• Breadth Blogs
  • Depth Blogs
  • T-shaped Blogs

Breadth Blogs

Breadth blogs cover a wide variety of topics. A good example is Boing Boing. The title – A Directory of Wonderful Things, says it all. Breadth bloggers are comitted Infovores. I heard the term Infovore, almost four years ago when I was reading this blog.

I consume, digest, and excrete information for a living. Whether I'm writing science fiction, editorials, columns, or tech books, whether I'm speaking from a podium or yammering down the phone at some poor reporter, my success depends on my ability to cite and connect disparate factoids at just the right moment.

As a committed infovore, I need to eat roughly six times my weight in information every day or my brain starts to starve and atrophy. I gather information from many sources: print, radio, television, conversation, the Web, RSS feeds, email, chance, and serendipity. I used to bookmark this stuff, but I just ended up with a million bookmarks that I never revisited and could never find anything in.

Breadth blogs make it to the top of charts. Boing Boing is somewhere in the top 10 spots most of the time, probably top 5.

Depth Blogs

Depth Blogs go deep into a specific subject area. For example, problogger is all about blogging and covers the eco-system surrounding development, use and making money from blogs. Lorelle covers blogs and WordPress. Most of the product people from Microsoft, Sun Microsystem and other tech companies belong to the depth category. Depth bloggers are BlogMentors for lot of other people. Depth bloggers dominate Topic Blog charts. These are industry experts, you want to go to, when you want to stay in touch in a specific area.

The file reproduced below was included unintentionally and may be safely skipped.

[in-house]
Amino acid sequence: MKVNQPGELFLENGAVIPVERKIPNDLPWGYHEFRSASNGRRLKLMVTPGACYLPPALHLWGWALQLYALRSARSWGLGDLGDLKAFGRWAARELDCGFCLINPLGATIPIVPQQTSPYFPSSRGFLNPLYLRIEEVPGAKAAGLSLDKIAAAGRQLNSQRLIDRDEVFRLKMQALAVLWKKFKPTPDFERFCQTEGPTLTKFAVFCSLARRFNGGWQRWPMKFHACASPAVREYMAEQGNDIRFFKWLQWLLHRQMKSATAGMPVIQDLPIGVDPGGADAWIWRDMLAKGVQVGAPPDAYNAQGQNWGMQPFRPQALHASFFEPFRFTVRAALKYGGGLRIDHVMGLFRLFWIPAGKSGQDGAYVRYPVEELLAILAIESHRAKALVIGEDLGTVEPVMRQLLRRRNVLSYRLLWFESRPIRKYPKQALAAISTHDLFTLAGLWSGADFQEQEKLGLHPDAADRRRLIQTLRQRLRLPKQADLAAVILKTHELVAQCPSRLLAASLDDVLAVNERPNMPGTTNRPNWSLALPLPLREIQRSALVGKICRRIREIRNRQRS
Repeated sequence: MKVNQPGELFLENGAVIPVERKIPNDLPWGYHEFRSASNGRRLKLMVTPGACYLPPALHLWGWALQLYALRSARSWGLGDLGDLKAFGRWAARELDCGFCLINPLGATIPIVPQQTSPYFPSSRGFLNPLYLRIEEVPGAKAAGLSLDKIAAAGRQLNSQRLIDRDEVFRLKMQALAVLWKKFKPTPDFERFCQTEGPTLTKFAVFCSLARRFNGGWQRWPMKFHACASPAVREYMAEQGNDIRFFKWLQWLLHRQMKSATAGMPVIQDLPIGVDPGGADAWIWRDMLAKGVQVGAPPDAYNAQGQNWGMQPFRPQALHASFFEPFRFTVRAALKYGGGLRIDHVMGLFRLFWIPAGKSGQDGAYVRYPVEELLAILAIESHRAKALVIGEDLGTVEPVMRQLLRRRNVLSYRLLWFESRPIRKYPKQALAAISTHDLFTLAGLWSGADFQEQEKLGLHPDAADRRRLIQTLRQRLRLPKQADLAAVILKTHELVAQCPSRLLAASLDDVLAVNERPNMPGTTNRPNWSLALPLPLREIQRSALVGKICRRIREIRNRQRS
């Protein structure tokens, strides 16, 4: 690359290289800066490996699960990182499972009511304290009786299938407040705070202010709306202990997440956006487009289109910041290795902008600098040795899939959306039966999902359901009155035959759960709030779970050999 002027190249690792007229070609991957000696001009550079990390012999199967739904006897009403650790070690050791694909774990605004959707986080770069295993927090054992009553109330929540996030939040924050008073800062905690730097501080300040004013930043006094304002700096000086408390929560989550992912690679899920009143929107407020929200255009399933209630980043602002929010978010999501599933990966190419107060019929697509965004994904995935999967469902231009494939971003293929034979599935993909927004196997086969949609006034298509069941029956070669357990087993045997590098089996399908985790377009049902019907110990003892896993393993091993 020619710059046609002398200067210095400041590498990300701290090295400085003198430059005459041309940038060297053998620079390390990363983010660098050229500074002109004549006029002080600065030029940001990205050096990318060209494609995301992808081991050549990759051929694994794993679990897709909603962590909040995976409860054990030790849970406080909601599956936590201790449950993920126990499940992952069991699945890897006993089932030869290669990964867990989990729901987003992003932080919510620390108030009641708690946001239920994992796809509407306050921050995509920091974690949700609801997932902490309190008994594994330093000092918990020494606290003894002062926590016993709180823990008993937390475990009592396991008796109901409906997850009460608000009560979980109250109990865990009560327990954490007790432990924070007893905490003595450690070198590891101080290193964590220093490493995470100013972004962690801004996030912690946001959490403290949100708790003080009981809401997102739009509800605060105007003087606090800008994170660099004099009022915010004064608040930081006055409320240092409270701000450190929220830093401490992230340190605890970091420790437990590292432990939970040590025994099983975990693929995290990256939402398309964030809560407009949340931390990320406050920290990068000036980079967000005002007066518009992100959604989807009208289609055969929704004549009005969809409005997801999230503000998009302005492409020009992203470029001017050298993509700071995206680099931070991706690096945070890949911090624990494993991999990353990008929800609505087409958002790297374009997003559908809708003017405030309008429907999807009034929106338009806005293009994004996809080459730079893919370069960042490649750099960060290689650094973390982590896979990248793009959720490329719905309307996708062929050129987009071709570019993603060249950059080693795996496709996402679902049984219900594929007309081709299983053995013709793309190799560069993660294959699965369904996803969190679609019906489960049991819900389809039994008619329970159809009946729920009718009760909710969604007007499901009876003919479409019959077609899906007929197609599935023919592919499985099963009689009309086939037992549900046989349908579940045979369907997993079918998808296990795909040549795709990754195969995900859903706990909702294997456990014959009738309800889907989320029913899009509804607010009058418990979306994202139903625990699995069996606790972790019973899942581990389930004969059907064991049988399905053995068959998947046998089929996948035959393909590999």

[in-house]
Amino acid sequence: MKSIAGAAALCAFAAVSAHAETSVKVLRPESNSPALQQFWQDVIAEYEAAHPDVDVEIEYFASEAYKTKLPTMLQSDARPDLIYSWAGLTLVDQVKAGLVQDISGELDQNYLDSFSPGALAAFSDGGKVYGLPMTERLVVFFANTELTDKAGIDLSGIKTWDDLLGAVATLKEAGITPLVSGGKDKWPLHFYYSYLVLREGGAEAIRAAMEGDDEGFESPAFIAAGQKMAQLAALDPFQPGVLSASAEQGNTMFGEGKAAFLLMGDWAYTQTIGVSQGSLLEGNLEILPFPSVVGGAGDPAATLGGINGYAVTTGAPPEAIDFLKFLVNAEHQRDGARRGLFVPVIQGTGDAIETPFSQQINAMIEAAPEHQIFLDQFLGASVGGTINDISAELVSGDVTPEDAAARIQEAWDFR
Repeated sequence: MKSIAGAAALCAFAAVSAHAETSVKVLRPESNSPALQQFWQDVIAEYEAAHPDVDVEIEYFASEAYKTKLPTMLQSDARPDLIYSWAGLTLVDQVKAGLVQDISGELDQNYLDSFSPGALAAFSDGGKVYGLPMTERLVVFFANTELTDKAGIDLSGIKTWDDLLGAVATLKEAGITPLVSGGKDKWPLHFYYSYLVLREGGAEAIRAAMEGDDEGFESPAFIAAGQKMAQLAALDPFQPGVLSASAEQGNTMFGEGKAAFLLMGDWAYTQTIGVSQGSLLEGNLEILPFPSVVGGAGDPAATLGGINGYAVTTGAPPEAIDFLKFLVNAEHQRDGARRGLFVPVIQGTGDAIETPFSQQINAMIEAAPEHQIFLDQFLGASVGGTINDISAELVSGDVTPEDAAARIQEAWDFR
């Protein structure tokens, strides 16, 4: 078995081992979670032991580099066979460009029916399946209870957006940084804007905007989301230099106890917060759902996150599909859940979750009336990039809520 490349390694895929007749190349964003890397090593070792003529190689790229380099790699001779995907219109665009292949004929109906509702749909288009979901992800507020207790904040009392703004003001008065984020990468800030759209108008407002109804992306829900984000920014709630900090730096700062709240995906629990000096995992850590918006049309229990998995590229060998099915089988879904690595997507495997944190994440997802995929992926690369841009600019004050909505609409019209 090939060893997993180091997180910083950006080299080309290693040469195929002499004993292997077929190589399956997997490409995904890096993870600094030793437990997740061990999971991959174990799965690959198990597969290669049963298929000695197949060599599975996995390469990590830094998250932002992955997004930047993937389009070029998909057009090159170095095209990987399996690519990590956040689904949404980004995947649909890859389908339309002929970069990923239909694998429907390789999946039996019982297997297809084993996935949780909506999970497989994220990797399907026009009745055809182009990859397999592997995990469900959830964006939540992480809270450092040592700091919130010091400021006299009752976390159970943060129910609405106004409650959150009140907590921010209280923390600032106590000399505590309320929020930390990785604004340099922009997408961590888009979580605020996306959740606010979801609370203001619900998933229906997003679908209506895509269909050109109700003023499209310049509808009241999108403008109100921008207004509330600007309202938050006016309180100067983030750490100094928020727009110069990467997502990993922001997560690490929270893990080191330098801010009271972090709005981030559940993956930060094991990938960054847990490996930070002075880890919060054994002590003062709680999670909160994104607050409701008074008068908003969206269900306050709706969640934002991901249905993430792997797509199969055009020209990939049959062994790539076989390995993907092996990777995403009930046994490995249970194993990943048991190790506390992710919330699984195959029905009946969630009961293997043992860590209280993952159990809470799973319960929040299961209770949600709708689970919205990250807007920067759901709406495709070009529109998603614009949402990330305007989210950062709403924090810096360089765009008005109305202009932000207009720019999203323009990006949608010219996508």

T-Shaped Blogs

When you combine breadth with depth, you get T-shaped blogs. I think most of the depth bloggers are also T-shaped to some extent. Most of my favorite bloggers are T-shaped. some are small 't's (more depth than breadth). Others are big "T"s (a balance of breadth and depth).

Effective Bloggers are Learners, Thinkers, Explorers and Dreamers

This entry from Pro-Blogger, got me started on this post. I do not have a lot of blogging experience. I have been seriously blogging only for the last 5 months (some sporadic blogging before that). Most of the traits I listed below are based on a few observations of my favorite bloggers.

1. They share their Learning